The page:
Flameseeker Chronicles: This might just work!

OK, it's confession time. I hated the idea of 5-man dungeons in Guild Wars 2. Well, "hated" may have been too strong a word, but since I'm an MMO gamer whose fun largely centers around playing with my friends and guildmates, the thought of being forced to only play with four of them was sort of a turn-off.

My mind has been changed, so let's cut right to the chase. Follow along after the jump and I'll tell you why!

Books, covers, and judging

Socialization was a concern, and still is, to a point. A problem that I've run into in Guild Wars 1 is setting up a group run for something and then having too many people wanting to join. It's really frustrating to have to change from your desired profession, ask someone else to change, or tell someone that there's flat no room for him unless he wants to bring a Monk. With a typical group limit of eight (or 12 if you're doing one of two elite areas) and some necessary class roles that can't be left out, you bump into that party limit pretty fast.

This was my biggest concern for the dungeons of Guild Wars 2. With a party limit of five, not only will I have to reject even more guildmates, but we're going to have to be even stricter about what classes people can and cannot bring. The setup seemed like... well, pretty much the antithesis of everything I love about gaming. I've since changed my mind on this in a big way.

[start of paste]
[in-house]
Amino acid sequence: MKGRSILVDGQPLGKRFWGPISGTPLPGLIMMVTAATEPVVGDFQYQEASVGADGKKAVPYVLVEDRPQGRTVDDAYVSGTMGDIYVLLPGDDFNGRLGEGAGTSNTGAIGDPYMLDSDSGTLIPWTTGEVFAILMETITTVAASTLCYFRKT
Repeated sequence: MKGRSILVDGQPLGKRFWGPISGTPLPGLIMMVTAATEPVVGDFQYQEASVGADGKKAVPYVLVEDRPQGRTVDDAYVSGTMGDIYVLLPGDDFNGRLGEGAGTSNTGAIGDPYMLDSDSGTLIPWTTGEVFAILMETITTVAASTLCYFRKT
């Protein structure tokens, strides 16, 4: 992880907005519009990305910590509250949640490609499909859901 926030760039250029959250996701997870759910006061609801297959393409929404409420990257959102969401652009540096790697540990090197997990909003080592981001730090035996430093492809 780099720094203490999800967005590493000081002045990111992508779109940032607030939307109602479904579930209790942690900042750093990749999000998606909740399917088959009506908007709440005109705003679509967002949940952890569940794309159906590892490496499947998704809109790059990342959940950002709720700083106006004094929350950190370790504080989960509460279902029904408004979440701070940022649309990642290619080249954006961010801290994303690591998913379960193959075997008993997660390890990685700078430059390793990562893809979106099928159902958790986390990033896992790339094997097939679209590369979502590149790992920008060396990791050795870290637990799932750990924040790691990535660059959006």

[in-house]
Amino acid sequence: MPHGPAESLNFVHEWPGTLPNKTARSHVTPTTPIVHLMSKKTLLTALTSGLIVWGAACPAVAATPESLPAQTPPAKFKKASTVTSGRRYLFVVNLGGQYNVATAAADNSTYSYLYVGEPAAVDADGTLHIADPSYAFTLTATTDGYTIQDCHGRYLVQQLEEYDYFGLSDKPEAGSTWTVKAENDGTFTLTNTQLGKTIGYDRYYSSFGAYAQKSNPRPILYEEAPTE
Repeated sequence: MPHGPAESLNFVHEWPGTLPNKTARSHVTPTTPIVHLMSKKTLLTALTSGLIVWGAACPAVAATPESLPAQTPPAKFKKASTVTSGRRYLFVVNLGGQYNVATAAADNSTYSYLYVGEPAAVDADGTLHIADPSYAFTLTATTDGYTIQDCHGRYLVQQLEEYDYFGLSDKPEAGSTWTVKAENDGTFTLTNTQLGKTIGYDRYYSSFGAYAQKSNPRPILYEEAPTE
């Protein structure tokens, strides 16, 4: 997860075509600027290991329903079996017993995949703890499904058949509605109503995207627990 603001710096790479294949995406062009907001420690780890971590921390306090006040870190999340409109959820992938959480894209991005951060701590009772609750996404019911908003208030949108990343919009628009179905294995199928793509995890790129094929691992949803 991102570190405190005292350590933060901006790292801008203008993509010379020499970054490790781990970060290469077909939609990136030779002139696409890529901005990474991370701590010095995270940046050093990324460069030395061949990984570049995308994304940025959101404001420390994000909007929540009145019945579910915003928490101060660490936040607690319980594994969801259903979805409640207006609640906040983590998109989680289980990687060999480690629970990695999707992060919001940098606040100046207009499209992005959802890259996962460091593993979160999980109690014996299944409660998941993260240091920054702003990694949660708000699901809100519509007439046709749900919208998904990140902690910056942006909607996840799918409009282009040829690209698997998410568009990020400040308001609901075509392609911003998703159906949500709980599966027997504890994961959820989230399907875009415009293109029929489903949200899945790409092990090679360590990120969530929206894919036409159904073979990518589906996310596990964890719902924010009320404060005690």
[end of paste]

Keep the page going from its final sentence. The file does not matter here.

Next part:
Let me pause here and point out that there have been multiple aspects of Guild Wars 2 that I've strongly disliked on sight. The UI and the voice acting are the two that spring to mind. When I first got a look at the GW2 UI last year, I hated it. It seemed intrusive and too flashy, and I especially disliked the big yellow "New Event Nearby" swipe across the screen. I was pretty vocal about it, and even more vocal about my dislike for some of the voice acting. I made the mistake of stating unequivocally that I didn't like these things and was disappointed in them because I wound up feeling silly when I got to PAX last year, played the game, and found that I quite liked the UI.